Buddhism has various sets of rules known as “precepts”, which are similar to commandments or ethical rules in other religions except that they were not commanded by a god or supernatural being.
The First Precepts
When the Buddha was about to die, he instructed his followers to use the code of monastic conduct to be their teacher in his absence. By honoring that request, the teachings of the Buddha and the entire religion has endured for 2,600 years.
The precepts were created to ensure that:
- The monastic order was regulated
- Ensuring the correct Dharma (teachings) endure
Precepts in Buddhism help to ensure the monastic order is regulated, and to ensure the correct teachings of the Buddha (Dharma) endure.Tweet
The reason there are so many monastic precepts (compared to those for laypersons) is to prevent unwholesome conduct and wrongdoing. The Buddhist monastic rules can be found in a set of scripture known as the Vinaya. As violations occurred in the monastic order, the Buddha would created rules which became the precepts.
The Five Precepts
These precepts are for both laity and monastics, followed by both Mahayana and Theravada branches, and ensure morality.
- To refrain from killing/harming
- To refrain from stealing/taking what is not yours
- To refrain from sexual misconduct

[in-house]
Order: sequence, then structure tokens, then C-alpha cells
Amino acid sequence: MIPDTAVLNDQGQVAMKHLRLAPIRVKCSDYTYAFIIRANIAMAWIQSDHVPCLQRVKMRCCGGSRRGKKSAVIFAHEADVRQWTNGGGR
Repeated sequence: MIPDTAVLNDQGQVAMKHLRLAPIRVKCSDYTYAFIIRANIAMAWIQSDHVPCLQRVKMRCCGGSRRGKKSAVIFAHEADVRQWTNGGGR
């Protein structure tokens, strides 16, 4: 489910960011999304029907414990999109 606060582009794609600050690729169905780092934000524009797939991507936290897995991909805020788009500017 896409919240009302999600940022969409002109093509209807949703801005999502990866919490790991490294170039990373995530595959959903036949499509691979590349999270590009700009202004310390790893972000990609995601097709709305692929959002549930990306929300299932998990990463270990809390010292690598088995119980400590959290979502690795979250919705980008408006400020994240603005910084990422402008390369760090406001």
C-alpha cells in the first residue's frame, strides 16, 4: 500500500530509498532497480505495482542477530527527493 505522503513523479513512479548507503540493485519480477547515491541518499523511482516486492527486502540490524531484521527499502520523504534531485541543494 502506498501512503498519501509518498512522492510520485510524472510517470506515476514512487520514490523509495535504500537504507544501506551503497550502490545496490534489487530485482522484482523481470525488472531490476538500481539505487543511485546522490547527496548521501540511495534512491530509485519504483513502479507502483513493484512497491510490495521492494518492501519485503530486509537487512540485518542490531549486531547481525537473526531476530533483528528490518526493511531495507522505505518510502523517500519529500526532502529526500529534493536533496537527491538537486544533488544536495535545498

- To refrain from lying
- To refrain from consuming intoxicants
The Eight Precepts
In addition to the five precepts, three more are followed by monastics (and also by laypersons, typically when they are on retreat or when they want to follow a monastic values):
- Refrain from eating at inappropriate times
- Refrain from attending performances of music and dance
- Refrain from wearing perfumes or from sleeping in luxuurious beds
There are also many different types of precepts depending on who you are, your gender, and if you are a monastic or a layperson. Precepts such as these are known as “specific precepts”.
In addition to specific precepts, Mahayana Buddhism has a special set of precepts that apply to both monastics and laypersons (of both genders) known as the “Bodhisattva Precepts”, which are 16 precepts in total. These are in addition to specific precepts and are intended for those who wish to liberate themselves, and other living beings from suffering. They come mainly from the Brahma Net Sutra (which has 10 major, and 48 minor Bodhisattva precepts). There are three categories of the Bodhisattva Precepts:
- Proper Conduct
- Wholesome Deeds
- Benefiting Living Beings
The 10 major precepts, known as the “Ten Grand Precepts” are:
- Not killing/harming
- Not stealing/taking what is not yours
- Not misusing sex
- Not lying
- Not abusing intoxicants
- Not talking about others errors and faults
- Not elevating oneself and blaming others
- Not being stingy
- Not being angry
- Not speaking ill of the Three Treasures
The “Three Pure Precepts” are:
- To do no evil
- To do good
- To save all beings
The “Three Refuges” are:
- I take refuge in the Buddha
- I take refuge in the Dharma
- I take refuge in the Sangha
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